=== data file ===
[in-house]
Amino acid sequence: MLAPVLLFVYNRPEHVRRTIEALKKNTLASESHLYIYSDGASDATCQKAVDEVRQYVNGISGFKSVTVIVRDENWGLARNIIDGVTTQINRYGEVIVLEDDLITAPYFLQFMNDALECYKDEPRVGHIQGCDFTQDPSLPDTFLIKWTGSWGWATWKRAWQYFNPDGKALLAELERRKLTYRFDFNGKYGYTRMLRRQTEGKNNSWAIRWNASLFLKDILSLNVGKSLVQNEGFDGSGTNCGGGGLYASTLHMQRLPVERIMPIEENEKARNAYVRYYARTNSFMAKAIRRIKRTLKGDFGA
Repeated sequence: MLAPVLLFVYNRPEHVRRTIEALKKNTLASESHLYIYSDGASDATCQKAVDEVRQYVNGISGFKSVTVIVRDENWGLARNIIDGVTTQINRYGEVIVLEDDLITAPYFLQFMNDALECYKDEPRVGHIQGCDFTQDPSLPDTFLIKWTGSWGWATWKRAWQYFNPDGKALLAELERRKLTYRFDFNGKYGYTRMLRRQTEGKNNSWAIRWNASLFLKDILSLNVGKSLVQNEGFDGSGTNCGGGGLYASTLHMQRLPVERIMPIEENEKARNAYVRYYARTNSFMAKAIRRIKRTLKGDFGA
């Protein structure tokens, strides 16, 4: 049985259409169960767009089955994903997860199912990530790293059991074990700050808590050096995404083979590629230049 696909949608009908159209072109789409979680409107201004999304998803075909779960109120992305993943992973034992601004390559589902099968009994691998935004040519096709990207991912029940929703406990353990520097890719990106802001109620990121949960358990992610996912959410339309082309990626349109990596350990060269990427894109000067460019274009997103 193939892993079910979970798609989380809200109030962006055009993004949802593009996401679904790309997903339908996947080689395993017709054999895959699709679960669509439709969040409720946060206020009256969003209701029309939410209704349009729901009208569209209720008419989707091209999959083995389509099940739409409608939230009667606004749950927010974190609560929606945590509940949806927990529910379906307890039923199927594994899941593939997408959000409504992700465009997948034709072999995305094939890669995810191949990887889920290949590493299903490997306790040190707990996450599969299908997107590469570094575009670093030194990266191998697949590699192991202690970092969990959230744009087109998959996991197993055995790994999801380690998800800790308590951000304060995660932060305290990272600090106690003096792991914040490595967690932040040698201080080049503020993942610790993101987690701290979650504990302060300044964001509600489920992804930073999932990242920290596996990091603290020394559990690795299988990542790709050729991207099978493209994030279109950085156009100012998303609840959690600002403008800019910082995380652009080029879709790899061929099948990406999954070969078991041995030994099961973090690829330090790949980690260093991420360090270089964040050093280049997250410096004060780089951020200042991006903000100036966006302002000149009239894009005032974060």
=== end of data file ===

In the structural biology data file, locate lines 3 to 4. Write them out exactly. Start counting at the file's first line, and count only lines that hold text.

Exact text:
Repeated sequence: MLAPVLLFVYNRPEHVRRTIEALKKNTLASESHLYIYSDGASDATCQKAVDEVRQYVNGISGFKSVTVIVRDENWGLARNIIDGVTTQINRYGEVIVLEDDLITAPYFLQFMNDALECYKDEPRVGHIQGCDFTQDPSLPDTFLIKWTGSWGWATWKRAWQYFNPDGKALLAELERRKLTYRFDFNGKYGYTRMLRRQTEGKNNSWAIRWNASLFLKDILSLNVGKSLVQNEGFDGSGTNCGGGGLYASTLHMQRLPVERIMPIEENEKARNAYVRYYARTNSFMAKAIRRIKRTLKGDFGA
């Protein structure tokens, strides 16, 4: 049985259409169960767009089955994903997860199912990530790293059991074990700050808590050096995404083979590629230049 696909949608009908159209072109789409979680409107201004999304998803075909779960109120992305993943992973034992601004390559589902099968009994691998935004040519096709990207991912029940929703406990353990520097890719990106802001109620990121949960358990992610996912959410339309082309990626349109990596350990060269990427894109000067460019274009997103 193939892993079910979970798609989380809200109030962006055009993004949802593009996401679904790309997903339908996947080689395993017709054999895959699709679960669509439709969040409720946060206020009256969003209701029309939410209704349009729901009208569209209720008419989707091209999959083995389509099940739409409608939230009667606004749950927010974190609560929606945590509940949806927990529910379906307890039923199927594994899941593939997408959000409504992700465009997948034709072999995305094939890669995810191949990887889920290949590493299903490997306790040190707990996450599969299908997107590469570094575009670093030194990266191998697949590699192991202690970092969990959230744009087109998959996991197993055995790994999801380690998800800790308590951000304060995660932060305290990272600090106690003096792991914040490595967690932040040698201080080049503020993942610790993101987690701290979650504990302060300044964001509600489920992804930073999932990242920290596996990091603290020394559990690795299988990542790709050729991207099978493209994030279109950085156009100012998303609840959690600002403008800019910082995380652009080029879709790899061929099948990406999954070969078991041995030994099961973090690829330090790949980690260093991420360090270089964040050093280049997250410096004060780089951020200042991006903000100036966006302002000149009239894009005032974060």